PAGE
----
In the garden?
Ontario’s provincial flower is the white trillium, a beautiful if unspectacular addition to any deciduous forest floor.
Newfoundland’s floral emblem, meanwhile, is the insect-eating pitcher plant, chosen by Queen Victoria in an uncharacteristically bemused but very cool moment.
With all due respect, let’s ditch the trillium and instead adopt the Greater Bladderwort, an aquatic plant that sucks in and eats small fish. Either that or some kind of dinosaur – if you want to sell the merchandise, you gotta have something the kids want to wear.
In Newfoundland, they fished until the cod were all gone. Then they looked around and wondered what to do next.
They still had their boats, though, so they took them out and drilled for oil. Now they’re rich.
OK, this illustration has been simplified, but you get the point. We have all these empty factories lining industrial stretches of the 401.
At the same time, people in quiet suburbs such as Barrhaven and Etobicoke hate discovering that their next-door neighbours have been running a grow-op for the past two years. You put it together (Hint: think medicinal – it’s legal).
Coming to a Screeching Halt
Newfoundland’s official narcotic is Screech, a rum so potent that it took the province until 1949 to get around to mailing in their Confederation membership application forms. In Ontario, the official narcotic is the hangover that remains from years of puritanical prohibition.
Both are mind-numbing, but the former is far more social. C’mon, Ontario – lighten up and adopt a vice. Upper Canadian Club and ginger, maybe?
Culture, Part 1:
While Quebec has used legislation and the courts to ensure the survival of its language, Newfoundlandese has endured by virtue of it being fun to listen to, more fun to make fun of, and super-fun to try to decipher, kind of like a verbal Sudoku.
Ontarians should have our own language, too. Perhaps if we adopt Jack Daniels or Novocain as our official beverage…
Culture, Part 2:
How They Got So Great and Big
On the surface, Great Big Sea and The Tragically Hip are similar in that they’re both decent bar bands that rose to huge national prominence. Yet while most fans haven’t the first clue the Hip are from Kingston, everyone knows that Great Big Sea are from St. John’s. Why? Because Great Big Sea performs music identifiable to their region while the Hip comes from a region that ISN’T identifiable by any particular music. You think musicians moved to Seattle for the coffee or weather? No, they went there for grunge. We need less diversity in Ontario and more branding opportunities. Anything will do; just pick something and stick with it. Hey, the vacuum in tambourine world caused by Linda McCartney’s death still hasn’t been filled. Or is it too early to make jokes about that?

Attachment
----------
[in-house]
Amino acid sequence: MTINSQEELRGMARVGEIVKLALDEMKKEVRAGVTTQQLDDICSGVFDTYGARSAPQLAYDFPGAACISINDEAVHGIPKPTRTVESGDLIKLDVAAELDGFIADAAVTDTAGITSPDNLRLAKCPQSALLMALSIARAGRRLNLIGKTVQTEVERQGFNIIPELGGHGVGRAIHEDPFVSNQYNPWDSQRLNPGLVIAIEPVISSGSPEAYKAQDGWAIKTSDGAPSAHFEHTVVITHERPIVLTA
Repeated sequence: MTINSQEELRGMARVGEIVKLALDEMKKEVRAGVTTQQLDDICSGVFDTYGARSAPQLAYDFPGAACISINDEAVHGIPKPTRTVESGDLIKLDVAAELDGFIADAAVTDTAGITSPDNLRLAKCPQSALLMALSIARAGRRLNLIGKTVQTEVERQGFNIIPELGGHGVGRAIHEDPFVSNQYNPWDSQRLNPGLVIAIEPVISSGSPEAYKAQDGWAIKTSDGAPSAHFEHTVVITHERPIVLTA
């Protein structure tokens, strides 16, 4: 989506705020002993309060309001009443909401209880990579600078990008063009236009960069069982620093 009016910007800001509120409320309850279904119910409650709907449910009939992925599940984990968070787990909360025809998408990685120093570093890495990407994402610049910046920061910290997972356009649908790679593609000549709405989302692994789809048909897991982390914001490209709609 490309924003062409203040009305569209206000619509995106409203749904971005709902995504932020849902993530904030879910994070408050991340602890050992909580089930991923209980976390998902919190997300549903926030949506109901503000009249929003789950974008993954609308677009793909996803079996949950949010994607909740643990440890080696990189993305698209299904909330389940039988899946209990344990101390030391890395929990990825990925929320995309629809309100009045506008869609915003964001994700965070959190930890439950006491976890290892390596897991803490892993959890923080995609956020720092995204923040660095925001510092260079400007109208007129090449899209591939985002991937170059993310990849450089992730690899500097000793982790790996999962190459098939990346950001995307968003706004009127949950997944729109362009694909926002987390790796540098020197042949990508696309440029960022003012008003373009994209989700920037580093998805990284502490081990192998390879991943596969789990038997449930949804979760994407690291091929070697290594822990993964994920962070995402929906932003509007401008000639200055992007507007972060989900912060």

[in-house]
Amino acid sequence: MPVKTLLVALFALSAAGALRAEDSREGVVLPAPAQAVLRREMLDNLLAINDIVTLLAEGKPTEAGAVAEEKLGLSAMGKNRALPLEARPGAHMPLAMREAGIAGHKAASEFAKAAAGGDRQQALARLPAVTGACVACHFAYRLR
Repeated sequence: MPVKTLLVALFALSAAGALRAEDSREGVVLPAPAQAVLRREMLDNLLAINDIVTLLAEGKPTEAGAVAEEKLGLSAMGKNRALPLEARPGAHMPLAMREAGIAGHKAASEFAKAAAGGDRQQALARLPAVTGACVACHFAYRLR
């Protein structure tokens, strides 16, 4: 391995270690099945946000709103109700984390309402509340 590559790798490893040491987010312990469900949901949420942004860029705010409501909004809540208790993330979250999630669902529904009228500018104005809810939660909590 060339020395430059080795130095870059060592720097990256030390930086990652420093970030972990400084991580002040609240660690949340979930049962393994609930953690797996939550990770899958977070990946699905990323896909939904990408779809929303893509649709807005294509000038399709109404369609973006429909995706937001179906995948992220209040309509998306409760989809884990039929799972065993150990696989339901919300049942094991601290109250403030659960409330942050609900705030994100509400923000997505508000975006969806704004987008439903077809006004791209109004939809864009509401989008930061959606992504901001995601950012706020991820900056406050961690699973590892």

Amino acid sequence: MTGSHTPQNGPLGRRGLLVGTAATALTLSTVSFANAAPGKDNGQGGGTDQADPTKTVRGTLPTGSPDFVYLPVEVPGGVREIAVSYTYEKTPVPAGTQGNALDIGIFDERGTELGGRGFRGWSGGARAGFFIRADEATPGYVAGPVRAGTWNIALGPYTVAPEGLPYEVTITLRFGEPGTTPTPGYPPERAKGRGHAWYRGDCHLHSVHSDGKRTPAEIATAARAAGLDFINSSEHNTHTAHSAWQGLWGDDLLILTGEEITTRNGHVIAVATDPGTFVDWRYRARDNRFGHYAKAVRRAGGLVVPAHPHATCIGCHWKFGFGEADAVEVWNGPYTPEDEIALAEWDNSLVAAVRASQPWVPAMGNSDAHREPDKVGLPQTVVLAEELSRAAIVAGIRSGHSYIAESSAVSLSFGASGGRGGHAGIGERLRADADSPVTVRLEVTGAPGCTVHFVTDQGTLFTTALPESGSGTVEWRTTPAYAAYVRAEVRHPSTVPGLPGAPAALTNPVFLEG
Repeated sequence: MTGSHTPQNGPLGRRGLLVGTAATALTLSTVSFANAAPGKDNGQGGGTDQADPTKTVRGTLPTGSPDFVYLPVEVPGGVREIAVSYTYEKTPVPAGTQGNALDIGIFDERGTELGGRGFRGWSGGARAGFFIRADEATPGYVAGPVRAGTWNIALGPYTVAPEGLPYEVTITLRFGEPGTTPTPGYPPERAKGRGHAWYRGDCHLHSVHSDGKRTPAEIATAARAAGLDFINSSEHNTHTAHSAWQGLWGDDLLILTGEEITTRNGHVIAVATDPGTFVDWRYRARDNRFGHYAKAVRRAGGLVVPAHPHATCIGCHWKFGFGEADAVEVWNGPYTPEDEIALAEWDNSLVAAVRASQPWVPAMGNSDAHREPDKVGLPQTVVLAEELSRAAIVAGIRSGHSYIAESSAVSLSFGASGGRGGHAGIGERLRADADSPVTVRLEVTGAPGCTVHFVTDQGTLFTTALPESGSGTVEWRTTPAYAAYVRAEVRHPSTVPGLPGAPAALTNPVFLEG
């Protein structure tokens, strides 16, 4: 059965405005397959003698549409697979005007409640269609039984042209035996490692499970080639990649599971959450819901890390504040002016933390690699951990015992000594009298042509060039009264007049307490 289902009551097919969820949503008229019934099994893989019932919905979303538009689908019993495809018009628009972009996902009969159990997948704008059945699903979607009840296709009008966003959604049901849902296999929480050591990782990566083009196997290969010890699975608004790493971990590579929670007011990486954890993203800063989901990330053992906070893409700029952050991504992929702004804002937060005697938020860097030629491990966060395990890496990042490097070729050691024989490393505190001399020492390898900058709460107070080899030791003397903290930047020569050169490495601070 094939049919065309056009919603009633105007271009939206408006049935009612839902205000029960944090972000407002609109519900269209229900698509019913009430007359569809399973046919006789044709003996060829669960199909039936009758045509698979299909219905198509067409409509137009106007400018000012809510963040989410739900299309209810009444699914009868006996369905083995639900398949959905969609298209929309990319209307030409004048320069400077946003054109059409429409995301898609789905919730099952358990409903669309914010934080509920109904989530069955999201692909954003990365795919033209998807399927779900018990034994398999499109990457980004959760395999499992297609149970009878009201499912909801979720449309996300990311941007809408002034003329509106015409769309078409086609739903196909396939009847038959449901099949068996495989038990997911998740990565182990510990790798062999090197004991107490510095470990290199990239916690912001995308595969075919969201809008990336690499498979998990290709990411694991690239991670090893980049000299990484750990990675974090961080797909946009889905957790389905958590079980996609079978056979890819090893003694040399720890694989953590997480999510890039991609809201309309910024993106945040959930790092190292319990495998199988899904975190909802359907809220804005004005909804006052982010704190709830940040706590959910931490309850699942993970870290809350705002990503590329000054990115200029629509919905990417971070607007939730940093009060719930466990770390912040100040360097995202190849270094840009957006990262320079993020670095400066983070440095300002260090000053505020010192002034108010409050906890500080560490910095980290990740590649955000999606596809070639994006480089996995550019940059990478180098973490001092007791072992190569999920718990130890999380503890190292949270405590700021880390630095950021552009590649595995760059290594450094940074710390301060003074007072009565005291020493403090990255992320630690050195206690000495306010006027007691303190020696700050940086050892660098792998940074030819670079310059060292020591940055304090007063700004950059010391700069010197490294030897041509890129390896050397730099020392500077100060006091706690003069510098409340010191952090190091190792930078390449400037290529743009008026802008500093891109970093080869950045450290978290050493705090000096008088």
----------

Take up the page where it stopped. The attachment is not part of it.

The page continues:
Newfoundlanders have clung to their heritage like a newborn baby to a bottle of gripe water, and are finally reaping the attendant financial rewards. You know those folk-art wood carvings of old fisherman in their tam-o’-shanters, smoking pipes? Well, they sell like hot cakes at the St. John’s International Airport gift shop, despite the fact that Newfoundland hasn’t has anything resembling a fishing industry in years. Perhaps we could steal this one from their play book, and start making wood carvings of assembly-line workers installing right front fenders on GMC Yukons.
Stay Ahead of the Crowd
More from the branding department. Ever notice how many mentions Newfoundland gets on radio and television simply by being half an hour off everyone else’s time? “Tune in Thursday at nine,” an announcer will say. “Nine-thirty in Newfoundland.”
You can’t buy that kind of advertising (well, you can, but Ontario can’t afford it). So let’s come up with our own time zone. I recommend being five or 10 minutes ahead of others, so it seems like we’re more on the ball. Remember, you read it here first.